PGA Championship 2020: It's time for DJ to get it done and four other takeaways from Day 3 at TPC Harding Park


Christian Petersen/PGA of America

Folks, we’ve officially entered “hold onto your butts” territory at the 2020 PGA Championship.

As if the leader board through 36 holes wasn’t good enough, Dustin Johnson decided he wanted to take control of the tournament, setting up what could be DJ vs. Brooks Koepka, Part 1 million (at least that’s what it feels like). Can Johnson finally stare down his fellow bash bro on Sunday in San Francisco? We’re going to find out, which is the best part.

Here are our five takeaways from Day 3 at TPC Harding Park.

Dustin Johnson has to get it done on Sunday

There really isn’t much to break down here. Dustin Johnson should have, conservatively speaking, four major titles (I could make a very strong case for eight, by the way). And yet he’s still stuck on the one, albeit an incredibly impressive one at Oakmont after going through a world of major championship heartbreak in the years leading up to it. But for a player of his caliber—we are talking one of the 10 most talented players of all-time here—one is not going to cut it. Frankly, two won’t either, but two is a hell of a lot better than one (just ask Johnny Miller, John Daly, Zach Johnson, etc.). Not to mention, a second at 36 years old, the beginning of his “second prime” could awaken a beast. He’s already a Hall-of-Famer due to his PGA Tour win total (21 in case you forgot), but the last thing you want to be is a “man, great player, but he only had one major” guy. He’s currently this generation’s Greg Norman—an all-time great talent without the majors to match. He can begin to change that narrative by closing this thing out on Sunday.

Let’s be clear: In no way am I suggesting this is a layup for Johnson. Sunday is going to be a battle. But he faced a pretty similar situation at perhaps the toughest golf course on the planet at the 2016 U.S. Open, so it’s not like he’s not used to it. Two or three under could get the job done. That doesn’t seem like so much to ask for the former World No. 1.


Harry How

On second thought …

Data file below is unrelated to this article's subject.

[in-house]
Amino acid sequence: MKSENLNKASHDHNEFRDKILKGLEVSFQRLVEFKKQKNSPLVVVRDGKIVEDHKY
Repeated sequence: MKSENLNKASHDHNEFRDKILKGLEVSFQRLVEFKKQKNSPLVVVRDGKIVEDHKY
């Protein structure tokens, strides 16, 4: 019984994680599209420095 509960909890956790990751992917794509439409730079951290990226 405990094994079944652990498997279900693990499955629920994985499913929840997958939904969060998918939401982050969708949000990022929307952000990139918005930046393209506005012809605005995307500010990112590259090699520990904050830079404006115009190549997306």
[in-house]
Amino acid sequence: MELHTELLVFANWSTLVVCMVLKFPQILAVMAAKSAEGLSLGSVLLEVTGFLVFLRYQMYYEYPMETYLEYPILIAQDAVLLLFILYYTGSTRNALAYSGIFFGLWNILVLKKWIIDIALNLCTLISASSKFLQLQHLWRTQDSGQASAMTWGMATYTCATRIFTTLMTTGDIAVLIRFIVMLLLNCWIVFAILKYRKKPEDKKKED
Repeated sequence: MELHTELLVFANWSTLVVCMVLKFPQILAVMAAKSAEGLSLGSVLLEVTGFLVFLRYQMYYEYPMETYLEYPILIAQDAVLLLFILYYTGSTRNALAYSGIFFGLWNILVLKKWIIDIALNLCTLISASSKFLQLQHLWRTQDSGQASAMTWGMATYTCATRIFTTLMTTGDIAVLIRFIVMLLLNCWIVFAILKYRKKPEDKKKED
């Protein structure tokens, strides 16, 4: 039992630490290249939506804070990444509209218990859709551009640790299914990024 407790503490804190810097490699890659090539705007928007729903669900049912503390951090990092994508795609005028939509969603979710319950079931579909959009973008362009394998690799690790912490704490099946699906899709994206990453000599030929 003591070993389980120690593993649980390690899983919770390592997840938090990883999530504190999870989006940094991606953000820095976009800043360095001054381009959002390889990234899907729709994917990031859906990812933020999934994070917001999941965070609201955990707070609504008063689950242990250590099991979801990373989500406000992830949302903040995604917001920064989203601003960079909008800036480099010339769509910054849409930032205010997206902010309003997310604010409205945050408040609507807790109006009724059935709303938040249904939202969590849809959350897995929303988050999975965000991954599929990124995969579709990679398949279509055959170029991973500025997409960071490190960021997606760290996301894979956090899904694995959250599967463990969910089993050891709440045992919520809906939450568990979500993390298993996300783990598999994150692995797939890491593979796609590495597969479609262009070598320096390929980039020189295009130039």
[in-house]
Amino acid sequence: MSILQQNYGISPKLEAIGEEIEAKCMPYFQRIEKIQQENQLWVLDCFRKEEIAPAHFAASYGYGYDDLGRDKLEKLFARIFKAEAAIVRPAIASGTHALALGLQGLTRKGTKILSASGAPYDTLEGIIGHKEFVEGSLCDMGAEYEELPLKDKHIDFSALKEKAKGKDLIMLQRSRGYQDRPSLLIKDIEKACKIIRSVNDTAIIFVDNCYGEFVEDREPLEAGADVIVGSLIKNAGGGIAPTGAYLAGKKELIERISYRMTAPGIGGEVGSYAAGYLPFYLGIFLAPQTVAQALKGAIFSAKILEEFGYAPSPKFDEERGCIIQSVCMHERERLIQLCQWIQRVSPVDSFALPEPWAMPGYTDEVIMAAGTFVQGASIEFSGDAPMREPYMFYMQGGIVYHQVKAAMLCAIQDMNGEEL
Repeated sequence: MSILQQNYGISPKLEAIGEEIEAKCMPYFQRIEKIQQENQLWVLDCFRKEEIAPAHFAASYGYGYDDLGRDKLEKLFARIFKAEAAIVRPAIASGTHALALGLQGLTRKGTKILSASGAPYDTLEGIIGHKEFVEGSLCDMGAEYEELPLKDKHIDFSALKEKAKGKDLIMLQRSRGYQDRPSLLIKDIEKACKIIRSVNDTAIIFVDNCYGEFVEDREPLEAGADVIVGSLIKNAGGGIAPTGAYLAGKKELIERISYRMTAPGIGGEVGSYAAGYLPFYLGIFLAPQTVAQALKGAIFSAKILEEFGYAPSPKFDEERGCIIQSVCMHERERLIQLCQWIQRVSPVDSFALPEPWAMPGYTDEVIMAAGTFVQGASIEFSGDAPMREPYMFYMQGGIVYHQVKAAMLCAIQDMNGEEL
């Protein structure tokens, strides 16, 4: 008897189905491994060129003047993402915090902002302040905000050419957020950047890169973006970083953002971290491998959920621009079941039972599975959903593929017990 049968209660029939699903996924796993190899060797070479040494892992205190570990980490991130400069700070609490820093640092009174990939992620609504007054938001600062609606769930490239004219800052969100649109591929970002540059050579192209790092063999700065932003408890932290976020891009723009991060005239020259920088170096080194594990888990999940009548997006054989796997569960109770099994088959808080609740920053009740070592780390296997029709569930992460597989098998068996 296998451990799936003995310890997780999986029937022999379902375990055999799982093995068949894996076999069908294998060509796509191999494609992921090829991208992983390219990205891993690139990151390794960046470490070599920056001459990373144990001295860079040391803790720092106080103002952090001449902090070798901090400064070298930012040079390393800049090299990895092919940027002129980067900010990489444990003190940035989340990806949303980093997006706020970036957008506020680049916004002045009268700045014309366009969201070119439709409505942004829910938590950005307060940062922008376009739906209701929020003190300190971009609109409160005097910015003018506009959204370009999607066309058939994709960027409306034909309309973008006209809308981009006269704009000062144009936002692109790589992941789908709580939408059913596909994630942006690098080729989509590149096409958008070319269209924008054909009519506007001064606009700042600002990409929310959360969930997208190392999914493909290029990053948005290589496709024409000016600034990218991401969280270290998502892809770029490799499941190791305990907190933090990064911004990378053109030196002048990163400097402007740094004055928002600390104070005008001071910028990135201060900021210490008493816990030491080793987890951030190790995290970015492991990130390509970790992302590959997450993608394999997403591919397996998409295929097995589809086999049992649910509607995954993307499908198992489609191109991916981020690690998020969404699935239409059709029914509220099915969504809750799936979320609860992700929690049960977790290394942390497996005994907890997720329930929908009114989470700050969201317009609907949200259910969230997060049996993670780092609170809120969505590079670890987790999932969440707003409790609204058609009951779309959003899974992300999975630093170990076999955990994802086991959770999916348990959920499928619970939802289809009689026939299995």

Just when you thought Brooks Koepka exited the picture, he quickly reminded everyone that Brooks Koepka does not simply “exit the picture” in a major championship. After a bogey-bogey-bogey stretch beginning at the 13th hole, Koepka responded by making birdie at the 16th and then hitting his approach to five feet on 18 and cashing in on one last birdie to post 69, putting him at seven under and just two off Johnson’s lead. He’s not in the final or penultimate pairing, but he will be in the third-to-last off, and it feels like there is almost zero doubt he will shoot a number that puts him in the lead in the clubhouse, where he’ll wait to see how it all shakes out. Does this man sound concerned to you?

The joy he got out of delivering that “DJ has only won one” line is absolutely terrifying. That said, Johnson was the only one he even acknowledged on the leader board, which tells you that in Koepka’s mind, that’s the only guy he’s playing against. Isn’t that the mentality he’s weaponized over the last few years? You beat DJ, you’re doing OK for yourself. Seems like he is sticking to that gameplan.


Darren Carroll/PGA of America

Some other decent names on the board

Koepka may have scoffed at them, but there are some pretty good players at the top of this leader board. I have a take that we’ll save for later about just this.

Anyway, Scottie Scheffler is immensely talented, as are Cameron Champ and Collin Morikawa. The thing working against this group, of course, is (GASP) experience. You may laugh at it, but there is definitely something to the “he hasn’t been there before” narrative. All three of these guys have contended and/or won PGA Tour events, but a major is different. Between them, this trio has a combined six major starts, with one top 30 (it was Scheffler finishing T-27 and low am at the 2017 U.S. Open). A young rising star breaking through on such a massive stage would be a sexy story, but Sunday is a stage none of them have ever been on before, fans or no fans. That’s just a fact.

As for the rest of the pack, there are a number of guys looking for major No. 1 (Bryson DeChambeau, Tony Finau, Paul Casey, Daniel Berger, Tommy Fleetwood) and some looking for No. 2 (Jason Day, Justin Rose). Hard to complain with what we’ve been treated to so far this week, and what we’re going to be treated to on Sunday.

Is the PGA underrated among the majors?

Yes, this is recency bias like you read about. Guilty as charged. But think about what this tournament has given us since 2014: the ending in the dark at Valhalla, which Rory McIlroy won, was out of control, in 2015 we got peak Day vs. peak Spieth, in 2016 … moving on … in 2017 Justin Thomas put on a show, in 2018 Brooks edged out Tiger in front of massive St. Louis crowds, last year it was Koepka-DJ at Bethpage Black. This year, we may get Koepka-DJ all over again at TPC Harding Park, which has been an A+ major championship venue. Meanwhile, the U.S. Open feeds us nothing but controversy, rules issues and poor course setup. And we’re still calling the PGA the yellow Starburst? Doesn’t seem right.


Tom Pennington

Let’s all root for Haotong Li on Sunday

No cheering in the press box, yes, but Haotong Li is such a great character and we can only hope he becomes the force it looks like he could become in the coming years. After a three-over 73, he won’t be shocking the world with a major this week, but is there any doubt he’s the leading candidate to become his country’s first male major champion? He battled hard on Saturday, and the same should be expected from him on Sunday. Come to think of it, he’s probably on the range right now preparing. Keep grinding Haotong, your time will come.